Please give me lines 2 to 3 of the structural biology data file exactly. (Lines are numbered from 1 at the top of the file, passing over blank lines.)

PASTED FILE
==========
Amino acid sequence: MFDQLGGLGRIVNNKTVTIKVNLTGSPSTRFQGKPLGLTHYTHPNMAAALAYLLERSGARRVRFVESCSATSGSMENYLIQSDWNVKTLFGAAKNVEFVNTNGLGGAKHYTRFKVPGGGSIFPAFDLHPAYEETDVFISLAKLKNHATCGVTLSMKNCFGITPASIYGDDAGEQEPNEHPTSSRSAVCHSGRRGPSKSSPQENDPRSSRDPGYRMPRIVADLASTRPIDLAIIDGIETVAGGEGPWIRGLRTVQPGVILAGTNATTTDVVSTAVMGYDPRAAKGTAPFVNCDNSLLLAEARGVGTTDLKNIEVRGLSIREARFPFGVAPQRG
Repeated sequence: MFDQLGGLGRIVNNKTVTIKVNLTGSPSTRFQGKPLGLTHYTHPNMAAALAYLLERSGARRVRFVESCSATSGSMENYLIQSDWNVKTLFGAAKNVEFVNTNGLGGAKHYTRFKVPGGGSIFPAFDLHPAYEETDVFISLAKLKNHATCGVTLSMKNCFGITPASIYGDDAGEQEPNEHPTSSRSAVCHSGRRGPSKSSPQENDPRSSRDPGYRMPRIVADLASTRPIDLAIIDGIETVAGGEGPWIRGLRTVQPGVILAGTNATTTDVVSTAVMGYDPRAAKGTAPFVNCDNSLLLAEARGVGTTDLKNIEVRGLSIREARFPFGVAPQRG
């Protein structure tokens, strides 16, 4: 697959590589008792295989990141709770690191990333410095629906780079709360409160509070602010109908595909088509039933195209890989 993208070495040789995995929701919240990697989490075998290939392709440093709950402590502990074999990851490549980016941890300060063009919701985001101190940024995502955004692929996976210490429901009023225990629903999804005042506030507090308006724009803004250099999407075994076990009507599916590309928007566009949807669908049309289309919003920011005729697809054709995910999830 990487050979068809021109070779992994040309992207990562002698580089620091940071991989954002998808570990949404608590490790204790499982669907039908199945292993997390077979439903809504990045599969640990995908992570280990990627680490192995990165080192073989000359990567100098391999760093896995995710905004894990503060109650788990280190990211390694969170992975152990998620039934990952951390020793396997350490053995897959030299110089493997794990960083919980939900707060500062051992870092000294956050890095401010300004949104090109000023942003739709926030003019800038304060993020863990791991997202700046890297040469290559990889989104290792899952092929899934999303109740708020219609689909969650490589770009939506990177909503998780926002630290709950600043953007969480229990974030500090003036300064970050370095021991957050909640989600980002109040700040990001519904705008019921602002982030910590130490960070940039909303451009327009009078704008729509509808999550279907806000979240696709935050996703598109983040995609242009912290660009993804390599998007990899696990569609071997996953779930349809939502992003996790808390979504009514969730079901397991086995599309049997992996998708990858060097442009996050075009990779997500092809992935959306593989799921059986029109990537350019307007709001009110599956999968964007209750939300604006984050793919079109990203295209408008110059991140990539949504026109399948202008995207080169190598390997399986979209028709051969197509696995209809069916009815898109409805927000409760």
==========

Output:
Repeated sequence: MFDQLGGLGRIVNNKTVTIKVNLTGSPSTRFQGKPLGLTHYTHPNMAAALAYLLERSGARRVRFVESCSATSGSMENYLIQSDWNVKTLFGAAKNVEFVNTNGLGGAKHYTRFKVPGGGSIFPAFDLHPAYEETDVFISLAKLKNHATCGVTLSMKNCFGITPASIYGDDAGEQEPNEHPTSSRSAVCHSGRRGPSKSSPQENDPRSSRDPGYRMPRIVADLASTRPIDLAIIDGIETVAGGEGPWIRGLRTVQPGVILAGTNATTTDVVSTAVMGYDPRAAKGTAPFVNCDNSLLLAEARGVGTTDLKNIEVRGLSIREARFPFGVAPQRG
């Protein structure tokens, strides 16, 4: 697959590589008792295989990141709770690191990333410095629906780079709360409160509070602010109908595909088509039933195209890989 993208070495040789995995929701919240990697989490075998290939392709440093709950402590502990074999990851490549980016941890300060063009919701985001101190940024995502955004692929996976210490429901009023225990629903999804005042506030507090308006724009803004250099999407075994076990009507599916590309928007566009949807669908049309289309919003920011005729697809054709995910999830 990487050979068809021109070779992994040309992207990562002698580089620091940071991989954002998808570990949404608590490790204790499982669907039908199945292993997390077979439903809504990045599969640990995908992570280990990627680490192995990165080192073989000359990567100098391999760093896995995710905004894990503060109650788990280190990211390694969170992975152990998620039934990952951390020793396997350490053995897959030299110089493997794990960083919980939900707060500062051992870092000294956050890095401010300004949104090109000023942003739709926030003019800038304060993020863990791991997202700046890297040469290559990889989104290792899952092929899934999303109740708020219609689909969650490589770009939506990177909503998780926002630290709950600043953007969480229990974030500090003036300064970050370095021991957050909640989600980002109040700040990001519904705008019921602002982030910590130490960070940039909303451009327009009078704008729509509808999550279907806000979240696709935050996703598109983040995609242009912290660009993804390599998007990899696990569609071997996953779930349809939502992003996790808390979504009514969730079901397991086995599309049997992996998708990858060097442009996050075009990779997500092809992935959306593989799921059986029109990537350019307007709001009110599956999968964007209750939300604006984050793919079109990203295209408008110059991140990539949504026109399948202008995207080169190598390997399986979209028709051969197509696995209809069916009815898109409805927000409760």